I have been out of college for a full career by now. I went to a liberal arts college but I majored in an engineering field. I had to take typical liberal arts stuff, and while I enjoyed most, I did not read all that I could have, While cleaning out our closets last weekend I came across several old college texts. Two I am keeping. They were my first and second semester American lit books. Some 800 pages each, written in 6 point font (reading glasses will be needed!). Classics, Emerson, Frost, Poe, Thoreau, Hemingway on and on. And while I was a Hemingway fan and have read ALL his novels, short stories and the like, I will re-read the Nick Adams stories, the Michigan UP stories.

  9. Emma March 3, 2009 at 3:35 pm #

    HALLELUJAH. I’m glad you included “no sparkly vampires” because otherwise this comments section would be flooded with recommendations of said book. Yuck.

    I’m going to have to politely disagree with the above people. I kind of detested the Time Traveler’s Wife. I didn’t think the characters were realistic at all, and the very concept that a man could visit his wife in the past (when she’s six years old) over a hundred times seems vaguely disturbing.

    Of course, one of my friends brought up the excellent point that TTTW was hardly written for a 14 year old. But STILL.

    Q&A is fantastic, as is The White Tiger, by Aravind Adiga. Both are about India and mainly concern the servant class and the injustices they go through. You might like Perfume (the book the movie was based on), I Know This Must Be True (by Wally Lamb – it’s about a man with schizophrenia, very good) and perhaps the Interpreter of Maladies (by Jhumpa Lahiri – it’s a collection of short stories, good for light reading).

    Classics! I’m sure you’ve already read them, but I love love LOVE The Good Earth (Pearl S Buck), To Kill A Mockingbird and A Hundred Years Of Solitude. Awesome classics.

    Oh! And if you haven’t already, READ The Kite Runner and A Thousand Splendid Suns. AMAZING STUFF. They ARE kind of depressing though – about Afghanistan, the Talibans and other horrid indignities. Made me cry a few times.

    Also, if you’re ever up for non-fiction, all of Malcolm Gladwell’s books ARE A MUST. SERIOUSLY. The Tipping Point, Blink and Outliers (especially especially Outliers).

    Those are all off the top of my head. I suggest reading ALL the one-star Amazon reviews before purchasing ANYTHING. I’ve purchased some books there and regretted it immediately. Or at least research them a bit before purchasing them. In my opinion, books like “The Friday Night Knitting Club” “The Other Boleyn Girl” and of course “Twilight” need to be avoided. LIKE THE PLAGUE.

    You might want to take this with a pinch of salt, though. I’m fourteen – my tastes can be slightly peculiar. πŸ™‚

  10. thordora March 3, 2009 at 5:42 pm #

    Generally speaking, with few exceptions, anything that the majority of people like, especially people who “don’t read a lot”, I stay away from. I was looking at The White Tiger the other day actually….

    I might pick up the Time TRavelers Wife because it intrigues me…..I tend to stay away from the wanna be soc “life” nbooks though. Too HRish. πŸ˜›

  11. Hannah March 3, 2009 at 9:34 pm #

    Just let me chime back in and say The Time Traveler’s Wife was one of my favourite books of the last several years; I read it before it was cool and every blog written by a woman between the ages and 25 and 40 had read the damn thing.

    I think you’d like it. It’s a strange premise and yes, you have to suspend your disbelief but it’s so beautifully written I forgave it right away.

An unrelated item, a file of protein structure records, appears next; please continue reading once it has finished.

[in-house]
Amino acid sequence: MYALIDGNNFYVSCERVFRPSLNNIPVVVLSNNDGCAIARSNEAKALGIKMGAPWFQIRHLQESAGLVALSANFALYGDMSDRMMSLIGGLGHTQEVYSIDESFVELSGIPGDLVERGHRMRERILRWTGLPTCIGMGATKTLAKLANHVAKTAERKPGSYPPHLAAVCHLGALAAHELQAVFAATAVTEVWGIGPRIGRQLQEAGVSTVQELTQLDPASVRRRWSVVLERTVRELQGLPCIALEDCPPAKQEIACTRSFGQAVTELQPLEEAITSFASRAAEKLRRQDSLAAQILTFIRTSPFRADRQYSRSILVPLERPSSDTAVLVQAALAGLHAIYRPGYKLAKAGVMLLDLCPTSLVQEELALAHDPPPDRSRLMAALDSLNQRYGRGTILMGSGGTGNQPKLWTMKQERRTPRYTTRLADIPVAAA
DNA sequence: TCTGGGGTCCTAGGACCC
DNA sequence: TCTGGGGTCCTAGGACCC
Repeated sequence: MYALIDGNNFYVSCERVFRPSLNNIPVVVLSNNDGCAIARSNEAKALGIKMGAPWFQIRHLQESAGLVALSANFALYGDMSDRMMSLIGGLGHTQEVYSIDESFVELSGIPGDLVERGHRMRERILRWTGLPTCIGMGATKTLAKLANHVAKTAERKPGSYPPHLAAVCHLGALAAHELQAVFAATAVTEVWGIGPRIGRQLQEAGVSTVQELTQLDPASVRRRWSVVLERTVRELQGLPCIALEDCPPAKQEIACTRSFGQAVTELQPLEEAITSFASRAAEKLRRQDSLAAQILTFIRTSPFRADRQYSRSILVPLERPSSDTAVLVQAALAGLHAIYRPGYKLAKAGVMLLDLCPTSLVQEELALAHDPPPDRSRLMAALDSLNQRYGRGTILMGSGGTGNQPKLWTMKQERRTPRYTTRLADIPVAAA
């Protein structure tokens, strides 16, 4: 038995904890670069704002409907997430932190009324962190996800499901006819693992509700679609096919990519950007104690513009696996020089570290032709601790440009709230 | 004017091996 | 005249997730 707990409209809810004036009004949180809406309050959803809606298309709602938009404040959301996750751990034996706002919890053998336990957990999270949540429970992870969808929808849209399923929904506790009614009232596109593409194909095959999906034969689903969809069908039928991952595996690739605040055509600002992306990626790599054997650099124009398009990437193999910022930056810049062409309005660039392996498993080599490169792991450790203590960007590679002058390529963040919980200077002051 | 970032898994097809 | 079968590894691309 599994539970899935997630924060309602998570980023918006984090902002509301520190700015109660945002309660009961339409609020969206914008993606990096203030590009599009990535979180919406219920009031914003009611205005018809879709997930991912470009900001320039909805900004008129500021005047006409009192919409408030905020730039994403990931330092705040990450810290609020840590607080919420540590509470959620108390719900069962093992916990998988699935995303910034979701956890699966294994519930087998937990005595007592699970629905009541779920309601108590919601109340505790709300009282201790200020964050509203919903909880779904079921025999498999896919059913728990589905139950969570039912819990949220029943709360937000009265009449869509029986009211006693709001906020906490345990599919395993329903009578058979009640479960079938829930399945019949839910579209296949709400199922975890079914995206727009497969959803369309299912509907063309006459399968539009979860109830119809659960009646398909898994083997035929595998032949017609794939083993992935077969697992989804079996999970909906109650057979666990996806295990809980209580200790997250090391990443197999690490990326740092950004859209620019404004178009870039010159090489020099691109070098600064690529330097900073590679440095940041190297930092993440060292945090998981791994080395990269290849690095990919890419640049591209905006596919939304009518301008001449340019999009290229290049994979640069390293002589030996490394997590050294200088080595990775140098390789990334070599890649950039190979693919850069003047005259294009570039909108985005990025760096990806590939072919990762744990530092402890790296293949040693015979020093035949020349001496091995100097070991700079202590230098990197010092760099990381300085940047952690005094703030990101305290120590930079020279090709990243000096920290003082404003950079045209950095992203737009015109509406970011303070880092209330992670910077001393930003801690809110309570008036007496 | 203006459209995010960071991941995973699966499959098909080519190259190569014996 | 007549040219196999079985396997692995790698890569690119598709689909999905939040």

12. Eden March 4, 2009 at 9:28 am #

    A friend of mine insisted on foisting these Twlight books on me. They are bad. They are beyond bad. Don’t even think about it.

    The last time I recommended a book to you, you hated it! πŸ˜‰

    Hrm… Well I really loved The Glass Castle.

  13. thordora March 4, 2009 at 9:37 am #

    I have The Glass Castle-tough read, but worth it. I was always amazed that she didn’t drop down to lowbrow pity party-the voice in the book stayed strong and clear.

    I’m always looking for fantasy/sci-fi I can stomach, and it’s so hard. It’s either too earnest, or too crappy. Even my latest like, S.M. Stirling, irritates me in how he writes women, and how his latest series is getting a wee bit…hard to take.

    Why aren’t there more Octavia Butlers? WHY!! Why is this Meyer chick getting all the attention when Butler wrote some absolutely incredible books, and yet half the people I run into have NO idea who she was. (oh that still irks me-dying from hitting her head. Sigh)

  14. thordora March 4, 2009 at 9:37 am #

    And what the hell was the last book you recommended?

  15. Laura March 4, 2009 at 1:26 pm #

    Oh, a couple of serious suggestions that I just thought of:

    The Cloud Atlas by David Mitchell is really wonderful. (If the first section doesn’t grab you right away, please just keep going – it’s like 6 books in one and any one of those is worth reading, but they way they end up fitting together is mind-blowing.)

    And apparently The Children’s Hospital by Chris Adrian is also amazing. I haven’t read it yet – it’s apparently pretty depressing, so I opted not to bring it as my vacation book. πŸ˜›

  16. Judy March 17, 2009 at 12:13 am #

    The Twilight books are horribly written, but I started reading because my girls (13 yo daughter and 11 yo step-daughter) both love them and I wanted to relate, somehow, to their world. And then I found that I couldn’t put them down. I’m slightly ashamed to admit that I’m halfway through the third. But I’m NOT recommeding them to anyone, although there’s something to be said for feeilng like a 12 yo girl again.

    I could recommend my husband’s books – at least the first 2. You might enjoy them, honestly.

    Otherwise, I’ve been reading classics I missed, and I read way too much nonfiction. I’ve been meaning to read “The Ballad of Trenchmouth Taggart” (small press, but was a nominee for a big award), which sounds promising. And I read “100 Years of Solitude” recently and adored it.